name (Igya'aq) for an Eyak village at the mouth of the Eyak River.[3] It was the first Alaskan language to go extinct in recent history. The closest relatives of Eyak are the Athabaskan languages. The Eyak–Athabaskan group forms a basic division of the Na-Dené language family, the other being Tlingit. Numerous Tlingit place names along the Gulf Coast are derived from names in Eyak; they have obscure or even nonsensical meanings in Tlingit, but oral tradition has maintained many Eyak etymologies
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Haida Language
Haida /ˈhaɪdə/[3] (X̱aat Kíl, X̱aadas Kíl, X̱aayda Kil, Xaad kil,[4]) is the language of the Haida people, spoken in the Haida Gwaii archipelago of the coast of Canada
Canada
and on Prince of Wales Island in Alaska. An endangered language by the book of UNESCO, Haida currently has about 20 native speakers, though revitalization efforts are underway. At the time of the European arrival at Haida Gwaii
Haida Gwaii
in 1774, it is estimated that Haida speakers numbered about 15,000. Epidemics soon led to a drastic reduction in the Haida population, which became limited to three villages: Masset, Skidegate, and Hydaburg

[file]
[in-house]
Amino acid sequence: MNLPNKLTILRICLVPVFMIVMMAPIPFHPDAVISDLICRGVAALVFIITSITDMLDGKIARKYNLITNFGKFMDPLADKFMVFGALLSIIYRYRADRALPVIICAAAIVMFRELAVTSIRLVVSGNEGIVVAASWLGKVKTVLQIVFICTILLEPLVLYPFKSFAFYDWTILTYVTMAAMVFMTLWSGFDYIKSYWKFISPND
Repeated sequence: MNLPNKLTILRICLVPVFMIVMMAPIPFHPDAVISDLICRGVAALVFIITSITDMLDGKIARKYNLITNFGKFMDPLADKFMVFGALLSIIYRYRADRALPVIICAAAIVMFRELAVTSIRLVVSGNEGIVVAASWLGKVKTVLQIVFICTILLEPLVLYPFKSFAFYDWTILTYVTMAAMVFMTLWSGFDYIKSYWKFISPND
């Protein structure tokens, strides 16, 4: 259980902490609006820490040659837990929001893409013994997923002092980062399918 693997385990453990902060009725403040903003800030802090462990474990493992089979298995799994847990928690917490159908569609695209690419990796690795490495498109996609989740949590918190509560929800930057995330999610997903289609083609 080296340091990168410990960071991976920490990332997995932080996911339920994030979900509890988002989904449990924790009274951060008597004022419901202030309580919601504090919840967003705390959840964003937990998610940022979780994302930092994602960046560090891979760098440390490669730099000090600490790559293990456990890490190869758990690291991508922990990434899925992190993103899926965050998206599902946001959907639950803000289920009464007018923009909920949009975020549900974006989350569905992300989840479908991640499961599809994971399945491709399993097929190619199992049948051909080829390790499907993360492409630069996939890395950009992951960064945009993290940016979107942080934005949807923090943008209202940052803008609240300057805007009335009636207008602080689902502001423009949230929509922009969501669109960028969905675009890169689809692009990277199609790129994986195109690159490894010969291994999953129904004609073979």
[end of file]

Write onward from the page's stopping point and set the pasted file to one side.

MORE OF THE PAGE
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Coast Tsimshian Dialect
Tsimshian, known by its speakers as Sm'álgyax,[5] is a dialect of the Tsimshian
Tsimshian
language spoken in northwestern British Columbia
British Columbia
and southeastern Alaska. Sm'algyax means literally "real or true language." There is much debate over which larger family the Tsimshianic languages belong to. Many scholars believe that they are part of the controversial Penutian
Penutian
language stock, which includes languages spoken throughout the Pacific Northwest
Pacific Northwest
and California. Though probable according to linguists like Marie-Lucie Tarpent,[6] the existence of a Penutian
Penutian
stock has yet to be definitively proven
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Alaska Native Languages
For the Alaska
Alaska
Native languages, the years from 1960 to 1970 were, in Michael E. Krauss's words, "a transitional period of rebirth of interest in Alaska
Alaska